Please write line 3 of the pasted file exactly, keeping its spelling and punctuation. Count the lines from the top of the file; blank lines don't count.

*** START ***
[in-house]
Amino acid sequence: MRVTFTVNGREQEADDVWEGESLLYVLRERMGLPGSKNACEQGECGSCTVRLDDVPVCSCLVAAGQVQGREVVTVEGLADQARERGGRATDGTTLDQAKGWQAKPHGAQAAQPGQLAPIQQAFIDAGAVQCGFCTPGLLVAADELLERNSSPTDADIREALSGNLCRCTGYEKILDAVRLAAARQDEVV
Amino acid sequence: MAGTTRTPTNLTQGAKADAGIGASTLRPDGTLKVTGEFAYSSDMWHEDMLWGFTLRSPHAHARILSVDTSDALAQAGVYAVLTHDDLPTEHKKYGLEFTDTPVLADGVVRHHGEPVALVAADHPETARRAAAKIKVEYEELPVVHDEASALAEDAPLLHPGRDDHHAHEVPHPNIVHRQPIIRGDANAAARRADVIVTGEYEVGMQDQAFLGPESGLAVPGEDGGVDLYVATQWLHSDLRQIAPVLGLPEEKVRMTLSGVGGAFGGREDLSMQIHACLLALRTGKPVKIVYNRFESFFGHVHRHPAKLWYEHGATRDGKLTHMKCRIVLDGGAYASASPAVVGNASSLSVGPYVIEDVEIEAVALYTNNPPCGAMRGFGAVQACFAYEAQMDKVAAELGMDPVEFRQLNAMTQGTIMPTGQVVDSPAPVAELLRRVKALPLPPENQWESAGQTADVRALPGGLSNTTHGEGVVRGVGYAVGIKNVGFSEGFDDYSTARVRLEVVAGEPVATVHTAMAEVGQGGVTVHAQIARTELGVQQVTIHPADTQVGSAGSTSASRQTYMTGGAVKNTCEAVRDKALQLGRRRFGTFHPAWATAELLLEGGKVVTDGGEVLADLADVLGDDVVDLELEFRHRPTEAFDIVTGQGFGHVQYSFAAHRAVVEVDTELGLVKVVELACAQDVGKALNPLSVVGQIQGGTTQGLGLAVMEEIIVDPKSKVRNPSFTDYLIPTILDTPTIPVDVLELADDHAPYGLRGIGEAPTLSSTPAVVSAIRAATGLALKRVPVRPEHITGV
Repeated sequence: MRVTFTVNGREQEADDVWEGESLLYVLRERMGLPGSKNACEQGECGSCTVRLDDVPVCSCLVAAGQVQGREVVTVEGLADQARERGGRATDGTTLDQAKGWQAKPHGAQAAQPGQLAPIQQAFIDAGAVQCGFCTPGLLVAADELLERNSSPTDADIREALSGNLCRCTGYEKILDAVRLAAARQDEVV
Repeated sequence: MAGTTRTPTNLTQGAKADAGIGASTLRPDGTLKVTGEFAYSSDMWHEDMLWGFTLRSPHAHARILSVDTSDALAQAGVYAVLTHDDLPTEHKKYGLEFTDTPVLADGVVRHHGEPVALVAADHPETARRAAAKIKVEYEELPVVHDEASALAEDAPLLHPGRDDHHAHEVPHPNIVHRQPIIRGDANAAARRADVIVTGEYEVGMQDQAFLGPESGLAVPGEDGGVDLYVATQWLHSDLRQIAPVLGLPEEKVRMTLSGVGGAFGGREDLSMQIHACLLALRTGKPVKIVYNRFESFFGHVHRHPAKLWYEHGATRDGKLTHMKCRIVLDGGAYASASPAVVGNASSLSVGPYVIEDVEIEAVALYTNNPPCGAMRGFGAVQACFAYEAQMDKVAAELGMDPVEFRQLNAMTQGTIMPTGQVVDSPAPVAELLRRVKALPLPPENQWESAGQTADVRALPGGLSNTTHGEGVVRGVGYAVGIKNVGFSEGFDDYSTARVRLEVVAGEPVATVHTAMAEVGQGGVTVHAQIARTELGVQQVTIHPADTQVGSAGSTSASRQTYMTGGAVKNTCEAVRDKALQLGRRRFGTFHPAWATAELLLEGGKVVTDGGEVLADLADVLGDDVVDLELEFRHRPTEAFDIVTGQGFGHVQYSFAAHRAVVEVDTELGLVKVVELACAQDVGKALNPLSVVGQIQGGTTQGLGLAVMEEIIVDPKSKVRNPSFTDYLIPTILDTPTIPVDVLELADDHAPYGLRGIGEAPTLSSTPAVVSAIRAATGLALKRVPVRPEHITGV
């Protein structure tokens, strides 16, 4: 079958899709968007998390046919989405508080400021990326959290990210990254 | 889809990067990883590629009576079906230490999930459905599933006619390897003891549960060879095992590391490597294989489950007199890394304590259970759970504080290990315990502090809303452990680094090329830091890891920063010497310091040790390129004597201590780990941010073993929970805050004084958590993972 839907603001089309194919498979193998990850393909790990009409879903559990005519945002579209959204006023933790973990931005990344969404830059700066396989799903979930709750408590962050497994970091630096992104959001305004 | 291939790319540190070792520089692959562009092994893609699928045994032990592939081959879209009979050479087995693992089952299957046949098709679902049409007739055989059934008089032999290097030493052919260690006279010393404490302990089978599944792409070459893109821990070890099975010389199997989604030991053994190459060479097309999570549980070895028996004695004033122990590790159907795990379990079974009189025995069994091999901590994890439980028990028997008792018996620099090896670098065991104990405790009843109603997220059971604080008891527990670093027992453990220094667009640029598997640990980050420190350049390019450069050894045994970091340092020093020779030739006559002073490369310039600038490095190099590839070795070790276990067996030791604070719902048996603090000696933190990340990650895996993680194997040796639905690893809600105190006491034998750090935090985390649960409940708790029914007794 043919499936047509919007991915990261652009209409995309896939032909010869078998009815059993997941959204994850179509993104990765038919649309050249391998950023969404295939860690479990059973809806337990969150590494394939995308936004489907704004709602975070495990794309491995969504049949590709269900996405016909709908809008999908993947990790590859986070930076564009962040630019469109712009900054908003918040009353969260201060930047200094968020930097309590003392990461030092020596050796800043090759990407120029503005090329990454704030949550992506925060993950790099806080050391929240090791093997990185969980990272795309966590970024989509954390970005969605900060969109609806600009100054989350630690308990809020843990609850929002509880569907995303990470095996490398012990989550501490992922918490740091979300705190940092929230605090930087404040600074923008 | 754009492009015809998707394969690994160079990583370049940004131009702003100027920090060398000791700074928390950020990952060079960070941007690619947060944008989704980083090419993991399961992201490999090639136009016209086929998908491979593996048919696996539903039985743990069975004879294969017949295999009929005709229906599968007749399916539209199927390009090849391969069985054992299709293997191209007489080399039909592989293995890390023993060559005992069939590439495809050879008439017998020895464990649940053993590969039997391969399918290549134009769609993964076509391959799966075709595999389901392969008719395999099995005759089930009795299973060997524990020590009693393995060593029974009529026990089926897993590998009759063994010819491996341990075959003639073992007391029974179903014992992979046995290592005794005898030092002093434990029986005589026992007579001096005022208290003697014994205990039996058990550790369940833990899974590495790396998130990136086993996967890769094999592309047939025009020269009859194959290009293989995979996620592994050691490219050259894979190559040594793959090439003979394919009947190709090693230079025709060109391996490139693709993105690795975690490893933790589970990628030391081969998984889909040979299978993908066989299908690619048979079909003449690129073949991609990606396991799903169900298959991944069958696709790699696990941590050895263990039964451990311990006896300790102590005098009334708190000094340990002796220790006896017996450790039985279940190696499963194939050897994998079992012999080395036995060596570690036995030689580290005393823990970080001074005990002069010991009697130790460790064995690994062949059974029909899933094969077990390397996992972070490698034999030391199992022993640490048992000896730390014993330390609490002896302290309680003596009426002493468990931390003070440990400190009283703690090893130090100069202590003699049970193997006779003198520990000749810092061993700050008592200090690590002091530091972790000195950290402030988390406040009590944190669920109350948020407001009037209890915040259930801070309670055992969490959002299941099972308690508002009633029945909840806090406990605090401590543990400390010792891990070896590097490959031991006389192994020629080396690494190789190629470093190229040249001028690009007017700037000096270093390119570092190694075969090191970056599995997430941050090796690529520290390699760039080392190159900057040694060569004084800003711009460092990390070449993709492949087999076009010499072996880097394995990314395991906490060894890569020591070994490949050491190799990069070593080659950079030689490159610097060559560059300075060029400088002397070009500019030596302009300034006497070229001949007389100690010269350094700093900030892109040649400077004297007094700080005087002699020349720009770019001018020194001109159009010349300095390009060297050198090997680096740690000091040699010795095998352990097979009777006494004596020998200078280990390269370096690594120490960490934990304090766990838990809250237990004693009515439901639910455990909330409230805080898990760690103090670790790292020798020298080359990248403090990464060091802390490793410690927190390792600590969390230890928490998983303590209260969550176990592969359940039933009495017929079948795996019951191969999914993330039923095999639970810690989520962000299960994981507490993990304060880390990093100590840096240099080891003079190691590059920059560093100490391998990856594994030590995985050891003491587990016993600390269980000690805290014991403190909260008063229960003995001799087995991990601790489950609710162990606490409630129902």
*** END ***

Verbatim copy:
Amino acid sequence: MAGTTRTPTNLTQGAKADAGIGASTLRPDGTLKVTGEFAYSSDMWHEDMLWGFTLRSPHAHARILSVDTSDALAQAGVYAVLTHDDLPTEHKKYGLEFTDTPVLADGVVRHHGEPVALVAADHPETARRAAAKIKVEYEELPVVHDEASALAEDAPLLHPGRDDHHAHEVPHPNIVHRQPIIRGDANAAARRADVIVTGEYEVGMQDQAFLGPESGLAVPGEDGGVDLYVATQWLHSDLRQIAPVLGLPEEKVRMTLSGVGGAFGGREDLSMQIHACLLALRTGKPVKIVYNRFESFFGHVHRHPAKLWYEHGATRDGKLTHMKCRIVLDGGAYASASPAVVGNASSLSVGPYVIEDVEIEAVALYTNNPPCGAMRGFGAVQACFAYEAQMDKVAAELGMDPVEFRQLNAMTQGTIMPTGQVVDSPAPVAELLRRVKALPLPPENQWESAGQTADVRALPGGLSNTTHGEGVVRGVGYAVGIKNVGFSEGFDDYSTARVRLEVVAGEPVATVHTAMAEVGQGGVTVHAQIARTELGVQQVTIHPADTQVGSAGSTSASRQTYMTGGAVKNTCEAVRDKALQLGRRRFGTFHPAWATAELLLEGGKVVTDGGEVLADLADVLGDDVVDLELEFRHRPTEAFDIVTGQGFGHVQYSFAAHRAVVEVDTELGLVKVVELACAQDVGKALNPLSVVGQIQGGTTQGLGLAVMEEIIVDPKSKVRNPSFTDYLIPTILDTPTIPVDVLELADDHAPYGLRGIGEAPTLSSTPAVVSAIRAATGLALKRVPVRPEHITGV